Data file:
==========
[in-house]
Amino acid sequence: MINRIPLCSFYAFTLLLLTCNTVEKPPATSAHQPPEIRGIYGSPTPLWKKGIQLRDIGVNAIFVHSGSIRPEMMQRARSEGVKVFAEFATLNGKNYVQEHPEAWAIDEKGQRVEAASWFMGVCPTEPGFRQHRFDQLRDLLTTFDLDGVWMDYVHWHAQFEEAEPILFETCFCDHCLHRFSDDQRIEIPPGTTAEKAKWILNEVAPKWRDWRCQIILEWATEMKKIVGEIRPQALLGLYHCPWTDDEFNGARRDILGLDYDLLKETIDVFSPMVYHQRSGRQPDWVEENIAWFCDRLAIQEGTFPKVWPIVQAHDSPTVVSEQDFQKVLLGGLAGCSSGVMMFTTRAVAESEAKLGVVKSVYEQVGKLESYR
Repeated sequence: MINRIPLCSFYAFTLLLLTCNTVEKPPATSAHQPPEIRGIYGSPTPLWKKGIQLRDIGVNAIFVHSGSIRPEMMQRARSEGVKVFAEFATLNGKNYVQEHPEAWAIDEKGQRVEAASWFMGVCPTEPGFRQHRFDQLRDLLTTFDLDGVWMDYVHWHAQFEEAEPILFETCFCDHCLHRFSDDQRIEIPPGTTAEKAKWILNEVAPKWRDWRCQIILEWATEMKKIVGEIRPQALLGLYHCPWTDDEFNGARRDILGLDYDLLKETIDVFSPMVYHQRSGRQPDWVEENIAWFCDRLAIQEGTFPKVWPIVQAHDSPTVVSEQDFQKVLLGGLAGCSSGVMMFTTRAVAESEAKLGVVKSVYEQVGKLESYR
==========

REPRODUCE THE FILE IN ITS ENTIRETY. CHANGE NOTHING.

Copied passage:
[in-house]
Amino acid sequence: MINRIPLCSFYAFTLLLLTCNTVEKPPATSAHQPPEIRGIYGSPTPLWKKGIQLRDIGVNAIFVHSGSIRPEMMQRARSEGVKVFAEFATLNGKNYVQEHPEAWAIDEKGQRVEAASWFMGVCPTEPGFRQHRFDQLRDLLTTFDLDGVWMDYVHWHAQFEEAEPILFETCFCDHCLHRFSDDQRIEIPPGTTAEKAKWILNEVAPKWRDWRCQIILEWATEMKKIVGEIRPQALLGLYHCPWTDDEFNGARRDILGLDYDLLKETIDVFSPMVYHQRSGRQPDWVEENIAWFCDRLAIQEGTFPKVWPIVQAHDSPTVVSEQDFQKVLLGGLAGCSSGVMMFTTRAVAESEAKLGVVKSVYEQVGKLESYR
Repeated sequence: MINRIPLCSFYAFTLLLLTCNTVEKPPATSAHQPPEIRGIYGSPTPLWKKGIQLRDIGVNAIFVHSGSIRPEMMQRARSEGVKVFAEFATLNGKNYVQEHPEAWAIDEKGQRVEAASWFMGVCPTEPGFRQHRFDQLRDLLTTFDLDGVWMDYVHWHAQFEEAEPILFETCFCDHCLHRFSDDQRIEIPPGTTAEKAKWILNEVAPKWRDWRCQIILEWATEMKKIVGEIRPQALLGLYHCPWTDDEFNGARRDILGLDYDLLKETIDVFSPMVYHQRSGRQPDWVEENIAWFCDRLAIQEGTFPKVWPIVQAHDSPTVVSEQDFQKVLLGGLAGCSSGVMMFTTRAVAESEAKLGVVKSVYEQVGKLESYR